Encouraging women in science and technology roles is extremely important, but is simply telling them to learn coding the only way?
From courses and seminars, to workshops and bootcamps, there are plenty of opportunities to learn how to code.
And, with the ongoing gender gap within the STEM sector – tech in particular – its no wonder that advocates for women in STEM are encouraging young women to take up the invaluable tech skill.
However, with no sign of the gender gap disappearing any time soon and educational institutions unable to plug the gap fast enough, it seems that simply encouraging women to code is not enough.
For those who don’t want to learn how to code, a career in tech still might appear every bit as unlikely as it did before coding workshops popped up.
Adrienne Weissman has worked in the technology sector for more than a decade. She was previously a senior executive in Google and LinkedIn and is now the chief customer officer for G2 Crowd, a business solutions review platform.
Weissman believes that more can be done to encourage women to pursue a tech career than simply telling them to learn how to code.
More to tech than coding
“There is no doubt learning to code can help young women advance in the tech industry. But it shouldn’t be positioned as the only path to a career in tech,” she said.
“Women can still work in the tech sector even if they can’t code. There are so many other opportunities within the industry that are in need of women.”
Weissman said not knowing how to code never stopped her from advancing in her own tech career. She believes encouraging women into the tech sector is about education.
“Very few understand what would it mean to be a product marketer at a tech start-up. This is where the education begins,” she said.
“We need teachers, parents and those in the industry to help show girls and boys what it means to work in the tech industry. We need to show young people the diverse opportunities available to them if they continue to follow this career trajectory.”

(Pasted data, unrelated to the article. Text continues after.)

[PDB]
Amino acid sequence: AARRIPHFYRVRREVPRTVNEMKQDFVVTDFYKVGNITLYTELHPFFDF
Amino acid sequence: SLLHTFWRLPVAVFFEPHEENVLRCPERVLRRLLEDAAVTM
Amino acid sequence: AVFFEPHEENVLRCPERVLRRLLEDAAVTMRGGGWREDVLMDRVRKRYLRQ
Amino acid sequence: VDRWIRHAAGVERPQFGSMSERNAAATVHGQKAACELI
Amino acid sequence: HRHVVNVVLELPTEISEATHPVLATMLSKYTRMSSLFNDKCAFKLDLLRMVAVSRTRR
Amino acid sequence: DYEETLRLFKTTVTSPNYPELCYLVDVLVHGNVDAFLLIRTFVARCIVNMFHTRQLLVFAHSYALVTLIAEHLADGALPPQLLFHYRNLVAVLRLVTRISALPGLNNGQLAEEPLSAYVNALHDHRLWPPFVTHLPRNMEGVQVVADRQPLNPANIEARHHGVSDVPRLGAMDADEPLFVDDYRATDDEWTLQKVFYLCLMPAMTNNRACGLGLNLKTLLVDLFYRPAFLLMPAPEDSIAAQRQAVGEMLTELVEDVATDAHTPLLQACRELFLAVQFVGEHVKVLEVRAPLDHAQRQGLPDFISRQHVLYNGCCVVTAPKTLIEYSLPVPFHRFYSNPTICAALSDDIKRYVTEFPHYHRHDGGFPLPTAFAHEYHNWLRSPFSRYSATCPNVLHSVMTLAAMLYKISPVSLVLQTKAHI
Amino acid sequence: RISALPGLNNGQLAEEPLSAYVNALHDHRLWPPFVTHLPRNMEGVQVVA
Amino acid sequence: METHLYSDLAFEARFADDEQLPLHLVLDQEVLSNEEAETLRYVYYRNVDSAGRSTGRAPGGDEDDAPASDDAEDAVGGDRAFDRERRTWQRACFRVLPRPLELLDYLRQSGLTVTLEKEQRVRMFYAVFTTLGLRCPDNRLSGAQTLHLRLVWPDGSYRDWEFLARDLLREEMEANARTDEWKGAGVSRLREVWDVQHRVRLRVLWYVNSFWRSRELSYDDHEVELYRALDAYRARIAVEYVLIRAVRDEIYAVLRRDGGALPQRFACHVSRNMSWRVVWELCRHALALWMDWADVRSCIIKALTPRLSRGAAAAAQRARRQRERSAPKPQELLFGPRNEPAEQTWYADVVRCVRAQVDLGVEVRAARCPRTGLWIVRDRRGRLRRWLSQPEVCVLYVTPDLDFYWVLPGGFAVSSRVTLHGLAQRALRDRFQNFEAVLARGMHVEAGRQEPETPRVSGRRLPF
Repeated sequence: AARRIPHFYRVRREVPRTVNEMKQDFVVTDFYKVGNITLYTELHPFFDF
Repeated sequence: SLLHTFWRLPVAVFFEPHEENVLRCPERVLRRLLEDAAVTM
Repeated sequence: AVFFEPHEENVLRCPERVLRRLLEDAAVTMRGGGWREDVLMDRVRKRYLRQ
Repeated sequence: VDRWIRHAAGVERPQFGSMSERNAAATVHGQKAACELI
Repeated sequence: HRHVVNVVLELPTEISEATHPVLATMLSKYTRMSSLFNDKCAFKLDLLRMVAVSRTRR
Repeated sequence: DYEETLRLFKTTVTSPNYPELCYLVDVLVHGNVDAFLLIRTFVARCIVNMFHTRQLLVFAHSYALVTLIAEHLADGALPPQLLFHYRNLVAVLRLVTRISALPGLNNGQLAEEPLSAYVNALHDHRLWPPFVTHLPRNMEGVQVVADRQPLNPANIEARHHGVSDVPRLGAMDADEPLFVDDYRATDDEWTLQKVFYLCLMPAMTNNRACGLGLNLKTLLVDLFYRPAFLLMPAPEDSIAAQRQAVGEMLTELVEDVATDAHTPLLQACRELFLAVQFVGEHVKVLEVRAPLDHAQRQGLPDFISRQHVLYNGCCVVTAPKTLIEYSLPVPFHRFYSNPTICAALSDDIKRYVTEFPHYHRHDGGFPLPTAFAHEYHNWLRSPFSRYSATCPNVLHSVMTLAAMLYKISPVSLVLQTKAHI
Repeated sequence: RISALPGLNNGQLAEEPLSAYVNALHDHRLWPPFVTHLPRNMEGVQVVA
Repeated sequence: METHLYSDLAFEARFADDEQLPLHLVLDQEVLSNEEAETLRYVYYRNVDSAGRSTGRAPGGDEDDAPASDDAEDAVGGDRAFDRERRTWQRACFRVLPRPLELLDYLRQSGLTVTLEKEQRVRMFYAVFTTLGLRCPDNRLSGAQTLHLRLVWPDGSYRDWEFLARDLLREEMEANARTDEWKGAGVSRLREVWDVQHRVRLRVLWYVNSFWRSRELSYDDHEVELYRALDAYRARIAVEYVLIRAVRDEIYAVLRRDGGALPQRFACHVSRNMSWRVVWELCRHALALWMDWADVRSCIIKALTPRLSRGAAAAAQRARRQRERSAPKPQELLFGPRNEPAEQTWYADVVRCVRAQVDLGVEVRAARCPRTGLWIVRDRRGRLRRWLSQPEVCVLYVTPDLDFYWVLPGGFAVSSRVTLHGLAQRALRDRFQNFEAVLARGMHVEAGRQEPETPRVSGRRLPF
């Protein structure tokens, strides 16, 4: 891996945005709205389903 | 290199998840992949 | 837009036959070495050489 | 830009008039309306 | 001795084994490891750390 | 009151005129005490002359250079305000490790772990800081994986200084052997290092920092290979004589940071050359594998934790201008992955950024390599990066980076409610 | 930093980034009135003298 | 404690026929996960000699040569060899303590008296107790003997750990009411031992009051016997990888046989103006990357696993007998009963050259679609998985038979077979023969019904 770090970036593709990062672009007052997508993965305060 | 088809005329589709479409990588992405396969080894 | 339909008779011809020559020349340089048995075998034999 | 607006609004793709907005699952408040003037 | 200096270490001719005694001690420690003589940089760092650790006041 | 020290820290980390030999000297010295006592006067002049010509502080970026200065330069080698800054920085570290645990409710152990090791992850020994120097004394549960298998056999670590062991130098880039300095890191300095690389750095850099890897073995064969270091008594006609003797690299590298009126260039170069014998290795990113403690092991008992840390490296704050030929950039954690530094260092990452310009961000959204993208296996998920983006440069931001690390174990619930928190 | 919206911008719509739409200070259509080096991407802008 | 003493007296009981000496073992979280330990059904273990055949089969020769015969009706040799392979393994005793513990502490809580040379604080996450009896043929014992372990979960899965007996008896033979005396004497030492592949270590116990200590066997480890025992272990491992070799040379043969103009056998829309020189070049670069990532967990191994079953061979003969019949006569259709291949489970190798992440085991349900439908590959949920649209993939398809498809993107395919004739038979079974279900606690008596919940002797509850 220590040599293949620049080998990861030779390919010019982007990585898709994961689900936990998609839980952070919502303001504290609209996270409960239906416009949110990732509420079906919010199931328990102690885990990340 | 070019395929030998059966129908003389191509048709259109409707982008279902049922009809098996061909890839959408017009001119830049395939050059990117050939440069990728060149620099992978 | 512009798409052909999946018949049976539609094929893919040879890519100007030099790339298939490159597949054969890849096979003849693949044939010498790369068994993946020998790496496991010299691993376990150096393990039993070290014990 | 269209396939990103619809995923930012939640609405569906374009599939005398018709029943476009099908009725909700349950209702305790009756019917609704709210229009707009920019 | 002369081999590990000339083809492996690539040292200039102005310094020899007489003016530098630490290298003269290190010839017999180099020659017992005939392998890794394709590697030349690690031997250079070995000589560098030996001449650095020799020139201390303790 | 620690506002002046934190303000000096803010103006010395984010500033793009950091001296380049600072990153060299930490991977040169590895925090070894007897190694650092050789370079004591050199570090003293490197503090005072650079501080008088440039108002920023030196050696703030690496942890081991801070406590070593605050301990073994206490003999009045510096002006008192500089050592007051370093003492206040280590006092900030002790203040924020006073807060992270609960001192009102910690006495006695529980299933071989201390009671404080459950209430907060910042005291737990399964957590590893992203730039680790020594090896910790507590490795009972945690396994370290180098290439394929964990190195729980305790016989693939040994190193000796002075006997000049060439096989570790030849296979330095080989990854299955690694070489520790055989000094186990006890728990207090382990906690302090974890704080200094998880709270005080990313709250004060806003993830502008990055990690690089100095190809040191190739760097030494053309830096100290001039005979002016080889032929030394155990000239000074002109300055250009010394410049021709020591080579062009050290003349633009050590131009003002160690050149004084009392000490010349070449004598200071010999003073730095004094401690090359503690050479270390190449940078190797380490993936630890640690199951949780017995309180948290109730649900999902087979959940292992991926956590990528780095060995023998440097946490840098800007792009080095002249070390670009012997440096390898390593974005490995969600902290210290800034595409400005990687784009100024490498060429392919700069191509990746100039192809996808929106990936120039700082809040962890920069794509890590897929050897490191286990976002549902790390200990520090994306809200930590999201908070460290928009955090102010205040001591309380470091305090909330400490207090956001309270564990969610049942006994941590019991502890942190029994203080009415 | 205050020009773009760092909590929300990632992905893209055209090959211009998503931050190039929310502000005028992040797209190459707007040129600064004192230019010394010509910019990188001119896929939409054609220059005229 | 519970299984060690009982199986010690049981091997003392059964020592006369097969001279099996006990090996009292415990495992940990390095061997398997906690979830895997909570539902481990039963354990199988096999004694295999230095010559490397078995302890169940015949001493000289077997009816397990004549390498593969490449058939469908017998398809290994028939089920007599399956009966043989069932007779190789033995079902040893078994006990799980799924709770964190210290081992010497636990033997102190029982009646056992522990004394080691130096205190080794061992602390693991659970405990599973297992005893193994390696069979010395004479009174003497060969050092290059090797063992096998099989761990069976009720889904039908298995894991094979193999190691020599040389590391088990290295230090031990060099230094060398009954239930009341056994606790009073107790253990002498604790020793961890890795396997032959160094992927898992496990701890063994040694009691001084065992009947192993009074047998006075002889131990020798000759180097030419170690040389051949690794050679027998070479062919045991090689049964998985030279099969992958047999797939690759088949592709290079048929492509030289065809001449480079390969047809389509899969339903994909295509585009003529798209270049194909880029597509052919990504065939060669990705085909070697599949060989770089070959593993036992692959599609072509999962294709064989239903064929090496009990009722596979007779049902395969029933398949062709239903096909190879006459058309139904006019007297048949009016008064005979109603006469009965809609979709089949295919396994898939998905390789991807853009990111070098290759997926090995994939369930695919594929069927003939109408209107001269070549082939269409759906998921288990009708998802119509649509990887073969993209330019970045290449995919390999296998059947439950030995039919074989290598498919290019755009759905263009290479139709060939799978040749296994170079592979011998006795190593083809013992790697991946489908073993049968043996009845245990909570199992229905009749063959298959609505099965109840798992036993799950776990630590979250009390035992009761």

‘The developers are one piece in a larger puzzle’
– ADRIENNE WEISSMAN
Indeed, when people think of tech careers, their minds can often automatically veer towards the software developers, the engineers and the coders.
To bring women into these jobs, showing them coding is not just for boys and encouraging them with workshops is important.
But Weissman said these people are just one part of the tech industry. “We need to zoom out and show girls and boys the big picture. There are opportunities in every organisation where they can make their mark.”
From UX designers and technical writers, to business analysts and system administrators, there are plenty of roles within the tech sector that don’t require a knowledge of coding. “The developers are one piece in a larger puzzle.”
Weissman said that those interested in the tech industry can pursue a role as a venture capitalist or even start something themselves. “The possibilities are endless,” she said. “This is what I want those coming up in the industry to understand.”
Under-represented career paths
So, is it time to stop telling girls they need to learn how to code? Time to abandon coding workshops? Absolutely not.
Coding is a valuable hard skill within the tech industry and there are certainly not enough women in that side of the sector.
However, while plenty of advocates are promoting the value of teaching young women how to code, Weissman said it’s important not to neglect the other roles within tech.
“I want to establish awareness about under-represented tech career paths – opportunities that many girls don’t learn about at home or in school.”
While the overall battle to promote women in tech is to show that learning the hard skills are not difficult, Weissman wants to ensure that those who don’t want to learn how to code are not excluded from the conversation about tech careers.
“The majority of these job opportunities don’t require candidates to know how to code,” she said. “I encourage women to pursue whatever career they are passionate about, but tech can be an exciting industry for those with varied skill sets.”